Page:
||Stephen Yulish was always interested in UFOs and was a member of NICAP and APRO in the 1960s after reading Project Bluebook. He studied astronomy and exobiology at Case Western Reserve University and graduated in 1969. He eventually became a
History Professor at The University of Arizona for seven years where he visited Allen Hyneck's Tucson group. He became interested in Bible Prophecy after he had
a headon collision with Jesus Christ in 1988. He is presently disabled with MS and writes about endtime scenarios. Email Stephen Yulish. Visit Stephen Yulish's website.
Cristian Negureanu's article "Moses and the Spaceships of the Gods", UFO
Digest 8/09/08, raises the provocative question of who's the one high on drugs
Dr. Negureanu rightly criticizes the thesis by Israeli cognitive
psychologist, Benny Shanon of Hebrew University, that Moses was under the
influence of drugs when he heard the Ten Commandments from God on Mt. Sinai
and so were his Jewish followers. Dr. Shannon made this outrageous yet
erroneous conclusion after experiencing hallucinogenics while in the Amazon
and realizing that these same plants were in the Middle East and that the
lights and sounds experienced by Moses on Mt. Sinai, as well as the burning
bush that was not consumed, and the pillar of fire that the Jews followed were
all hallucinogenic apparitions.
I think, first of all, that Dr. Shanon drank too much ayahuasca and was still
too high too make such a drastic hypothesis. According to all the scholars in
the field, the Jews in Biblical times did not participate in such undertakings
and they were certainly not a part, as he claimed, of any Jewish religious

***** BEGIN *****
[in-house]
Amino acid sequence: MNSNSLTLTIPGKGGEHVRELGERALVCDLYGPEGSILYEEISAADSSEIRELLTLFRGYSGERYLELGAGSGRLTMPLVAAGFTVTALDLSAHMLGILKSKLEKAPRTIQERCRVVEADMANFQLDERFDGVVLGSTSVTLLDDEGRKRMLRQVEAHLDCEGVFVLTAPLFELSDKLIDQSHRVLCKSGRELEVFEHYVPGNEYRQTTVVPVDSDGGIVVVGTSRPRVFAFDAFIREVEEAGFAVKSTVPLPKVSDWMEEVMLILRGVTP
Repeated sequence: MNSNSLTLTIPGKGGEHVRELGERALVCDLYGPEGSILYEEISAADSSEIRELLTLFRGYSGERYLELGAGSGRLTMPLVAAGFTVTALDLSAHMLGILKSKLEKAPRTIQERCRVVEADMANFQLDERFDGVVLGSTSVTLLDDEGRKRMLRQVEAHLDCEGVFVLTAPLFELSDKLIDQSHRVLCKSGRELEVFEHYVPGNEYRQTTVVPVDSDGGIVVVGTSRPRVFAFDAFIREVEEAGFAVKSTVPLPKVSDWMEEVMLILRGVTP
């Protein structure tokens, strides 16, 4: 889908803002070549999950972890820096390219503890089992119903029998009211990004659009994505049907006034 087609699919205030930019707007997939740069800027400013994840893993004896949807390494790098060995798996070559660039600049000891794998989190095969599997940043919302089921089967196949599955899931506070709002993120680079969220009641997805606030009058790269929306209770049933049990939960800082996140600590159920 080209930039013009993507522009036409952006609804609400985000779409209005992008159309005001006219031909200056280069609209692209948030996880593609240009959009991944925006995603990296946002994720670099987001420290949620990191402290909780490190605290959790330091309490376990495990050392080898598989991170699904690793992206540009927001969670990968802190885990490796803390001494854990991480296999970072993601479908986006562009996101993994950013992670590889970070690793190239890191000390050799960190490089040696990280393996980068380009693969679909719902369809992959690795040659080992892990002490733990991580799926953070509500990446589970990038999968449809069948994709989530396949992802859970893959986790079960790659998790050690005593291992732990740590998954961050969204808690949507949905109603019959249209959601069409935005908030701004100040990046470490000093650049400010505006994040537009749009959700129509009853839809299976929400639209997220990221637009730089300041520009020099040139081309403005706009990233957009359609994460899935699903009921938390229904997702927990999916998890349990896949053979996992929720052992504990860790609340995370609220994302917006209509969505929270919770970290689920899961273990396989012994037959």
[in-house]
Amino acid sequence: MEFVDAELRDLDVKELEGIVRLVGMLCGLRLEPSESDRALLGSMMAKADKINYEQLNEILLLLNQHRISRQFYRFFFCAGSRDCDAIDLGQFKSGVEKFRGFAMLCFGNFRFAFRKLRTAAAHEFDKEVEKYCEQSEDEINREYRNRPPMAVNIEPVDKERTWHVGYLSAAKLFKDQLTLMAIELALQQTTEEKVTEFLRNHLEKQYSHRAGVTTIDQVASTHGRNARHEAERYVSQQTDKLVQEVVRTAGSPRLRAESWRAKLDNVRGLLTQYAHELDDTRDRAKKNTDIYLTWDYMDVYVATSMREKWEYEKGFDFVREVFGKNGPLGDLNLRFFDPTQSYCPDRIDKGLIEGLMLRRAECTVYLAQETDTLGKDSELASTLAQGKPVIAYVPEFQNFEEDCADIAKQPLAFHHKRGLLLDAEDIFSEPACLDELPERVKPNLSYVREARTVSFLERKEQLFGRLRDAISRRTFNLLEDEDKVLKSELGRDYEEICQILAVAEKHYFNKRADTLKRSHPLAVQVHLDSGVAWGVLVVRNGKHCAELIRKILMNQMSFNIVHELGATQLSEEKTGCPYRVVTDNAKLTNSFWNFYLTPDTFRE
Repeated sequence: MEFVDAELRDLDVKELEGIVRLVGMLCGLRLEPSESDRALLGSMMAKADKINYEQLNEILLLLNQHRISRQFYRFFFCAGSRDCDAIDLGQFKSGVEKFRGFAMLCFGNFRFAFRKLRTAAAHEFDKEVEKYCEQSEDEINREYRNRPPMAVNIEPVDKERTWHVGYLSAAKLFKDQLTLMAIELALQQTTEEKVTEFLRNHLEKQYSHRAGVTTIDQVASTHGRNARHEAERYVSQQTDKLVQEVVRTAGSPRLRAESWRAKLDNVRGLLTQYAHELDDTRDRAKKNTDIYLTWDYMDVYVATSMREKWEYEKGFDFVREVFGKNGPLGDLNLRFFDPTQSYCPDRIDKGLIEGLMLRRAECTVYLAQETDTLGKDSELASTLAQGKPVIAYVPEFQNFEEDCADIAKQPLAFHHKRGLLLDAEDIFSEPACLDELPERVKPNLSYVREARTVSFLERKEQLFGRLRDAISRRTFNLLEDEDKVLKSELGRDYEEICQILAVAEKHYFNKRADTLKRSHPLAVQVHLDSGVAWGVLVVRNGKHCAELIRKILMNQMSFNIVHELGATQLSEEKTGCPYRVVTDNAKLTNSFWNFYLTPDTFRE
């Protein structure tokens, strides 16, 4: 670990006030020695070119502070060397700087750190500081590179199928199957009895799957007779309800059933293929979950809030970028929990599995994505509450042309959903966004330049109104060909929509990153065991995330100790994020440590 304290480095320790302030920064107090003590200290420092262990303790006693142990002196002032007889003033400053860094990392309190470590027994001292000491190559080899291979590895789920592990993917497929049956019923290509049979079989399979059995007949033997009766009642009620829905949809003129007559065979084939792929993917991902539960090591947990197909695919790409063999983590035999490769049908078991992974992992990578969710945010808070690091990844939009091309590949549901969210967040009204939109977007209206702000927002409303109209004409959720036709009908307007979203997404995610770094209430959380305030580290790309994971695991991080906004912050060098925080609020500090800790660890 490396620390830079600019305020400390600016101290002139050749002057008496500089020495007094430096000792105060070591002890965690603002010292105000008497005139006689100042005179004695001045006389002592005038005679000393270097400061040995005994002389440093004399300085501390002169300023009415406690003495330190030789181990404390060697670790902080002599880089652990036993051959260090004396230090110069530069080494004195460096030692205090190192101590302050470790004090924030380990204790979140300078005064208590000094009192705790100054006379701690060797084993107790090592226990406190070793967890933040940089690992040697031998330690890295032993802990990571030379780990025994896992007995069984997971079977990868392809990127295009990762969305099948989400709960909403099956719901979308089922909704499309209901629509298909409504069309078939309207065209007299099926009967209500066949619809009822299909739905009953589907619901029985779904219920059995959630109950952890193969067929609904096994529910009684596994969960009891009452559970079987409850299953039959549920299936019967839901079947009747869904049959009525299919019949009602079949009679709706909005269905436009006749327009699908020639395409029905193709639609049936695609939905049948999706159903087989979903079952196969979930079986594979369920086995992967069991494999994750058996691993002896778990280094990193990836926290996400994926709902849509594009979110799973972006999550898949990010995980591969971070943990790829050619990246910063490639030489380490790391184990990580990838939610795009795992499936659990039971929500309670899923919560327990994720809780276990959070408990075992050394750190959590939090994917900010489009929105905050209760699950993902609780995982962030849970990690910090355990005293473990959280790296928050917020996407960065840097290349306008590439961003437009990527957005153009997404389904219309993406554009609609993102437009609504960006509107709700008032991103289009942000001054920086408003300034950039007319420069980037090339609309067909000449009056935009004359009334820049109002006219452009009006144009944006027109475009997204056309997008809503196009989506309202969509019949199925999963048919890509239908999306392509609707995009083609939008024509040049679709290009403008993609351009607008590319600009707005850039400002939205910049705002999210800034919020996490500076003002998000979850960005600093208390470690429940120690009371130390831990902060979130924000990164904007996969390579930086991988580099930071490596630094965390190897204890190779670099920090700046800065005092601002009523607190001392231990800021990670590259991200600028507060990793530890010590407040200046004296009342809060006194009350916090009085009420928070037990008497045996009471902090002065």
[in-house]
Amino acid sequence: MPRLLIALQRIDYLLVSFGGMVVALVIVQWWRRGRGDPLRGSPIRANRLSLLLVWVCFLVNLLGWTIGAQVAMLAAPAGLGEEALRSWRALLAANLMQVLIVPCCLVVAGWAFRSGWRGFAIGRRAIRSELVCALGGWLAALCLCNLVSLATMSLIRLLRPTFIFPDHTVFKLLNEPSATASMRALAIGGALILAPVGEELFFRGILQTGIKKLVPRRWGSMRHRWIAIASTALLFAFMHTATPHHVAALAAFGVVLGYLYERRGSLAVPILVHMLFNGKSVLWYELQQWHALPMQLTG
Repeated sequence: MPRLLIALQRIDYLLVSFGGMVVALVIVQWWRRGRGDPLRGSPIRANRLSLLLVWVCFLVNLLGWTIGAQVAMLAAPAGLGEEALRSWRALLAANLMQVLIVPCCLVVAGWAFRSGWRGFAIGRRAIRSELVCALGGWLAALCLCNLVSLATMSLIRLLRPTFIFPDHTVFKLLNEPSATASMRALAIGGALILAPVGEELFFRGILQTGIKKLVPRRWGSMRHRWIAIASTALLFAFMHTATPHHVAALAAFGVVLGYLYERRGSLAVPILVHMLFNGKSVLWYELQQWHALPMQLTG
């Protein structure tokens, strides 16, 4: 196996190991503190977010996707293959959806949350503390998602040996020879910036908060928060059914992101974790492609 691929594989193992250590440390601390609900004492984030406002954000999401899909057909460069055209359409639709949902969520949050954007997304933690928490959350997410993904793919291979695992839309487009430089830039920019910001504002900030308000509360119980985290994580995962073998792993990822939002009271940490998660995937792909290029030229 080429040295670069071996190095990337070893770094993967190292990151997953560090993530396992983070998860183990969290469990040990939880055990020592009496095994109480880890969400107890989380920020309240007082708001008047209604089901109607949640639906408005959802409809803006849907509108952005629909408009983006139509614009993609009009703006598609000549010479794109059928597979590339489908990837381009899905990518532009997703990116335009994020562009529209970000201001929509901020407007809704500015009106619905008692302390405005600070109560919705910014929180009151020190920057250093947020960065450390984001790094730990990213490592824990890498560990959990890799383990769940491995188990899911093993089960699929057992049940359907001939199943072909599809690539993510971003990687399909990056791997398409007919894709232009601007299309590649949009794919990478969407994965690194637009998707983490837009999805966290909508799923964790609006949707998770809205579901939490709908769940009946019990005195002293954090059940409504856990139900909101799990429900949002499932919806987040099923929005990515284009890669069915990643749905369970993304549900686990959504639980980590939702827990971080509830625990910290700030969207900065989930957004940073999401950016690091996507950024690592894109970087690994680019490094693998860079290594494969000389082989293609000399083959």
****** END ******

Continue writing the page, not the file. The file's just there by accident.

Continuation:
Secondly, and maybe more importantly, while his critique of Dr, Shannon's
theory of drug use by Moses was right on, Dr. Negureanu seems to be partaking
of that same hallucinogenic drink, ayahuasca, which Dr. Shannon was. After
all, while Dr. Negureanu does say that Moses was not on drugs, he goes on to
say that "Moses frequently met the angel/spaceship of God/Yahweh /Anu on Mount
Sinai and other places". He spoke of "communication between Moses and the
spaceship by means of cerebral implants". He stated that the "Red Sea was
parted for Moses and the fleeing Jews by a spaceship, after the first born of
the Egyptians were killed by a laser from this spaceship".
We know that Moses was not high on drugs from the Biblical and historical
record of Old Testament scholars as well as the religious traditions of Jews,
Christians and Muslims but neither can the aforementioned people attest to the
relationship between Moses and spaceships. Were both Drs. Benny Shanon and
Cristian Negureanu high on these same hallucinogenics when they developed
their theories? Both of their cockamamie speculations leave me wondering.
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